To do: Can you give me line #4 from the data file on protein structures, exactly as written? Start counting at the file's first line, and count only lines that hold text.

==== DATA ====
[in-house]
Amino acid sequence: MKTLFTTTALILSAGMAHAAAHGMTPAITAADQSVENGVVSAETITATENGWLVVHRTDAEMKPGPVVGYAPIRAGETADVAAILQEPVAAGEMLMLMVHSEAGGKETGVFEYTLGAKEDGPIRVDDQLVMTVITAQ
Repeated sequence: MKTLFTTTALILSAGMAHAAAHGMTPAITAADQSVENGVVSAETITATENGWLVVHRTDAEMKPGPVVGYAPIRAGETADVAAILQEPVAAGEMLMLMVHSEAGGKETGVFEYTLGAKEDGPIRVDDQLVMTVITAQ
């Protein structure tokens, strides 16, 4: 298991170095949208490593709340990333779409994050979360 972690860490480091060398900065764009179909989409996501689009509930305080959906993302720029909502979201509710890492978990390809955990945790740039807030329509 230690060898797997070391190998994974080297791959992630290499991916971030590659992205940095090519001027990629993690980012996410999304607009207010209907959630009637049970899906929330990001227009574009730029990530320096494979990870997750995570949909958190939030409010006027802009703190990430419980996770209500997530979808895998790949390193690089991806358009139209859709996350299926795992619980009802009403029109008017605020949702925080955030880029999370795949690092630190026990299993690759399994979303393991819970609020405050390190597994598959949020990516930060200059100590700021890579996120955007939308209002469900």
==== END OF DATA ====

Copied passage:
């Protein structure tokens, strides 16, 4: 298991170095949208490593709340990333779409994050979360 972690860490480091060398900065764009179909989409996501689009509930305080959906993302720029909502979201509710890492978990390809955990945790740039807030329509 230690060898797997070391190998994974080297791959992630290499991916971030590659992205940095090519001027990629993690980012996410999304607009207010209907959630009637049970899906929330990001227009574009730029990530320096494979990870997750995570949909958190939030409010006027802009703190990430419980996770209500997530979808895998790949390193690089991806358009139209859709996350299926795992619980009802009403029109008017605020949702925080955030880029999370795949690092630190026990299993690759399994979303393991819970609020405050390190597994598959949020990516930060200059100590700021890579996120955007939308209002469900």